Area High School, DLM Partner for Special Needs Program
On: July 28, 2015
Ried Huelsman, a student at Oakwood High School with special needs, would often come through his sister’s checkout line at Dorothy Lane Market, along with his parents. While shopping, he would tell Tracy Colbert, DLM Oakwood’s Front End Manager, that he was going to work at DLM one day, too, like his sister. Tracy would reply, “when you turn 16.”
So last year when Ried turned 16 years old, Tracy gave him an application. This led to a conversation with Ried’s teachers at Oakwood High School, and it was decided that Ried along with three of his classmates accompanied by an aide from the school would volunteer at DLM two days a week for an hour and a half to two hours at a time. This program in conjunction with Oakwood High School, which initiated because of Ried’s interest, continued all school year and will pick back up again this coming year. Although it all happened organically, Tracy says that “it just kind of snowballed in a good way.”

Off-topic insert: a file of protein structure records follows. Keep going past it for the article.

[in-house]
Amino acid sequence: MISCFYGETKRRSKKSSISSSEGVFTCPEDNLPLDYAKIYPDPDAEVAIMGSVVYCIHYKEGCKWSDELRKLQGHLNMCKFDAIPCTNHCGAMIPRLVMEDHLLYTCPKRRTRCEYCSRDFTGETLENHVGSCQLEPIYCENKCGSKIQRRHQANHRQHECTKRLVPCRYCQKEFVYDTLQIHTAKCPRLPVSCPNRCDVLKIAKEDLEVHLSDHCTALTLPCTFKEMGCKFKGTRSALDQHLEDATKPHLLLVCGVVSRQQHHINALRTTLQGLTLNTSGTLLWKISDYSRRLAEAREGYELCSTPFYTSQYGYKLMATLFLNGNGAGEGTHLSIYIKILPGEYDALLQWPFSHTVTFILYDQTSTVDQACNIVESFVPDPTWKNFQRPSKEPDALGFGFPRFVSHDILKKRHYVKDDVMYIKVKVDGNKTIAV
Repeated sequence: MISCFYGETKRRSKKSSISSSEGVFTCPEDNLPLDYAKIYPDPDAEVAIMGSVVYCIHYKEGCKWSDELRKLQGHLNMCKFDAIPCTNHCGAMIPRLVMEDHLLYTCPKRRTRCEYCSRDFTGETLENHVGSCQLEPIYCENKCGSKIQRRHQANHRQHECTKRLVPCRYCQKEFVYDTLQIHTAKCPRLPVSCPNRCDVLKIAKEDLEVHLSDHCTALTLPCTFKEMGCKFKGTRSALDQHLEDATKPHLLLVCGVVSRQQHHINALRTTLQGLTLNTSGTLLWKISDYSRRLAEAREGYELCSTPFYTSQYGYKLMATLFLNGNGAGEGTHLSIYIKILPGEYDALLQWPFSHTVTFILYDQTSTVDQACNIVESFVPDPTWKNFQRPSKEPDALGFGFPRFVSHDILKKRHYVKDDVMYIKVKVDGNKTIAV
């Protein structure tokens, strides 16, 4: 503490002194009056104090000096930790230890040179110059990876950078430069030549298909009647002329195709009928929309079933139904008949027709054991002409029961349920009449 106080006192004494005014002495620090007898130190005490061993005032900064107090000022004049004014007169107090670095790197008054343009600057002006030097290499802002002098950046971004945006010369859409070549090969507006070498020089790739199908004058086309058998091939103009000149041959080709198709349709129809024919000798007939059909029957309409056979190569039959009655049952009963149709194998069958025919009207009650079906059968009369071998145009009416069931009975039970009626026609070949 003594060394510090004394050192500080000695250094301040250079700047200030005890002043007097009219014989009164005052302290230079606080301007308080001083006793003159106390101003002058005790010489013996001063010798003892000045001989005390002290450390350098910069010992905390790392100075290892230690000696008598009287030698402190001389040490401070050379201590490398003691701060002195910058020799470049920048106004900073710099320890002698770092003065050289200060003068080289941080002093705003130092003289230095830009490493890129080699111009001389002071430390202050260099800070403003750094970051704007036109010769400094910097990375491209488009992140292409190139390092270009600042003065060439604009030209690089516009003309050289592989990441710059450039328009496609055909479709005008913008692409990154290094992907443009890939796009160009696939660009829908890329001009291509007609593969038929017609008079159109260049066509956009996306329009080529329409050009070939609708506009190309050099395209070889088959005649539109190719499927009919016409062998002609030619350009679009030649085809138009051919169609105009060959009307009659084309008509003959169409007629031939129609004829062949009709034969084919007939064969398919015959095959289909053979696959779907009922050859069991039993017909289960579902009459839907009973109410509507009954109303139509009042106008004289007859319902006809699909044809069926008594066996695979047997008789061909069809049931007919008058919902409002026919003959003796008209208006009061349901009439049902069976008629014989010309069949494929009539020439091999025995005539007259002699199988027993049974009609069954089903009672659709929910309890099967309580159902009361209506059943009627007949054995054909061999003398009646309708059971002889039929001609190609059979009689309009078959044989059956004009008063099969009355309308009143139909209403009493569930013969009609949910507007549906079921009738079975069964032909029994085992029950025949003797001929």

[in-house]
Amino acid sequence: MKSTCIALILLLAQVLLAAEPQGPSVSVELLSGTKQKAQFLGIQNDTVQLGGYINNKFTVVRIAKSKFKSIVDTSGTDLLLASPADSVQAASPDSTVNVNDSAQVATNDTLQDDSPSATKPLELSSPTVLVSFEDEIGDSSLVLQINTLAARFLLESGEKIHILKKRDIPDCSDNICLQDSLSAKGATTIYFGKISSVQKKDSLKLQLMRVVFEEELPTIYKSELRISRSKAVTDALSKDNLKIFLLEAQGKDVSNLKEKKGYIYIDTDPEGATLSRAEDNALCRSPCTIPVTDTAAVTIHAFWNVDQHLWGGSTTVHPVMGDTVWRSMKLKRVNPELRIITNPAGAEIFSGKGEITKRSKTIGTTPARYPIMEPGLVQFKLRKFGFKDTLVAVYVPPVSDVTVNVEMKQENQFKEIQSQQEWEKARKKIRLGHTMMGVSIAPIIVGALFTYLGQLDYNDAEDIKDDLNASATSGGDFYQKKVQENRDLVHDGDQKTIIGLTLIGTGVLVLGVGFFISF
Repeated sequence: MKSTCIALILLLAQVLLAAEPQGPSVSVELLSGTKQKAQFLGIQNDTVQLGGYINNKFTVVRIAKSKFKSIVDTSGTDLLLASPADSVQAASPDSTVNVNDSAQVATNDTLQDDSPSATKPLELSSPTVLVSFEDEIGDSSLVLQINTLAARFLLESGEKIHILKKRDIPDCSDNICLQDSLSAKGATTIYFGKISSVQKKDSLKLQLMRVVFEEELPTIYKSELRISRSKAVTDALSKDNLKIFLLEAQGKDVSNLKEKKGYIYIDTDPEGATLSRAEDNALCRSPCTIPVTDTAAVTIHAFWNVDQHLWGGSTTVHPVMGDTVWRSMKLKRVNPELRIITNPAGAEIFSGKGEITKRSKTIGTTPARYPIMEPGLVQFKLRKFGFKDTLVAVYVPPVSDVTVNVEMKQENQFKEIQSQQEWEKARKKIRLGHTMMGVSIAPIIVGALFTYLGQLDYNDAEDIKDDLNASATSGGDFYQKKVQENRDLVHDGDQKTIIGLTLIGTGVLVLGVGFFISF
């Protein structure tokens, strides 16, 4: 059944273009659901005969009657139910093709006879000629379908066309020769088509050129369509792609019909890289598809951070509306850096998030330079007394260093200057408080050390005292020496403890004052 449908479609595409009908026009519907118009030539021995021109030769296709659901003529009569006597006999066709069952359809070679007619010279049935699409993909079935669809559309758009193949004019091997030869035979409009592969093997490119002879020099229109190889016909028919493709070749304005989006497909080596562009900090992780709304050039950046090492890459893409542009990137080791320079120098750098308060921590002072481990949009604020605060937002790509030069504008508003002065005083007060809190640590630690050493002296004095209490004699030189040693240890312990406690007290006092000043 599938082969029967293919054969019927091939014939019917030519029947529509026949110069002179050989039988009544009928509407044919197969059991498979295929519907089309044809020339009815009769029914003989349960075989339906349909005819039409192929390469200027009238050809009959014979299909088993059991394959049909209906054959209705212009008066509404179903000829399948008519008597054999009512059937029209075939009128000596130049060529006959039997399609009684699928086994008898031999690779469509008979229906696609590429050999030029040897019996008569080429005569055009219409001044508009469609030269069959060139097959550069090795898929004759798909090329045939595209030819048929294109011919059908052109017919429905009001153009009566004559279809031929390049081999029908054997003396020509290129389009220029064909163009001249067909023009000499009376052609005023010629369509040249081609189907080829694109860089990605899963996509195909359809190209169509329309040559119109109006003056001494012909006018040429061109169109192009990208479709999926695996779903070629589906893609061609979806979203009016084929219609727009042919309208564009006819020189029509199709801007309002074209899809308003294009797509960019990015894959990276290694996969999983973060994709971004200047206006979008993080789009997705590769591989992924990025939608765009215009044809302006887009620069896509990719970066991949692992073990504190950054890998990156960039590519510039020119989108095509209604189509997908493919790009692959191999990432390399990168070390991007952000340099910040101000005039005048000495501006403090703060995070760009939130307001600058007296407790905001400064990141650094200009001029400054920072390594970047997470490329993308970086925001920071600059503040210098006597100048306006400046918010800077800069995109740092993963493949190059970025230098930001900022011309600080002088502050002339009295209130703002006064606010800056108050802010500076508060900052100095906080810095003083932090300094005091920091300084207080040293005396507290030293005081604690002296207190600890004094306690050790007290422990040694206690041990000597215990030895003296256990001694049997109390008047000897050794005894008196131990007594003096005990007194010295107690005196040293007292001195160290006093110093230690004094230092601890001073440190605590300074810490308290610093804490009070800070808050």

As a former special education teacher, Tracy thinks that it’s important for these students to feel like they are contributing to the community, which includes gaining basic workplace skills. When the students come to DLM, they arrive in uniforms, they learn about time clocks, and they help out bagging at the front end under Tracy’s supervision. There, they greet customers, ask them if they’d like “paper or plastic,” thank them, and offer to help transport the groceries to their car, along with their aide. “These are all my kids up here,” Tracy says. “There’s a real opportunity for them to have that life experience.”
Becky Wierwille, a teacher for the multiple disability program at Oakwood High School, agrees. “There’s a huge sense of pride that they take in it ... The kids get that [vocational] experience and skills,” Becky says, citing that these are things that just can’t be replicated in the classroom.